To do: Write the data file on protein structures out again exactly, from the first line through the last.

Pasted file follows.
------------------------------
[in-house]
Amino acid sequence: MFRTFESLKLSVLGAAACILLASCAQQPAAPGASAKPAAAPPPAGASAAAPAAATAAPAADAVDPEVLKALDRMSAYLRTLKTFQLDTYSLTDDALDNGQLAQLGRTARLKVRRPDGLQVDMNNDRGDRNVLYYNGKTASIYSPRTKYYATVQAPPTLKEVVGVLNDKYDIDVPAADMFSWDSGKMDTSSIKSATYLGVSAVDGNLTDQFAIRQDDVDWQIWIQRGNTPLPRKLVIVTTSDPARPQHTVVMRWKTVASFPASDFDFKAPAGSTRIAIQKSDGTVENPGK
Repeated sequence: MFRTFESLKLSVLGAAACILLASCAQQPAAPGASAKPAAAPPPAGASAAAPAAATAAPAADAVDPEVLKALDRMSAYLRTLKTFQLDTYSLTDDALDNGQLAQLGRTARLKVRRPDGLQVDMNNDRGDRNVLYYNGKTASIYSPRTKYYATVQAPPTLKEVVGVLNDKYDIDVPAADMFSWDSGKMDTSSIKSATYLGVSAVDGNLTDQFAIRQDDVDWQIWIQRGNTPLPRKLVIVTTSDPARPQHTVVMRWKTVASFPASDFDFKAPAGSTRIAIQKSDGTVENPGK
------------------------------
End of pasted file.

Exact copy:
[in-house]
Amino acid sequence: MFRTFESLKLSVLGAAACILLASCAQQPAAPGASAKPAAAPPPAGASAAAPAAATAAPAADAVDPEVLKALDRMSAYLRTLKTFQLDTYSLTDDALDNGQLAQLGRTARLKVRRPDGLQVDMNNDRGDRNVLYYNGKTASIYSPRTKYYATVQAPPTLKEVVGVLNDKYDIDVPAADMFSWDSGKMDTSSIKSATYLGVSAVDGNLTDQFAIRQDDVDWQIWIQRGNTPLPRKLVIVTTSDPARPQHTVVMRWKTVASFPASDFDFKAPAGSTRIAIQKSDGTVENPGK
Repeated sequence: MFRTFESLKLSVLGAAACILLASCAQQPAAPGASAKPAAAPPPAGASAAAPAAATAAPAADAVDPEVLKALDRMSAYLRTLKTFQLDTYSLTDDALDNGQLAQLGRTARLKVRRPDGLQVDMNNDRGDRNVLYYNGKTASIYSPRTKYYATVQAPPTLKEVVGVLNDKYDIDVPAADMFSWDSGKMDTSSIKSATYLGVSAVDGNLTDQFAIRQDDVDWQIWIQRGNTPLPRKLVIVTTSDPARPQHTVVMRWKTVASFPASDFDFKAPAGSTRIAIQKSDGTVENPGK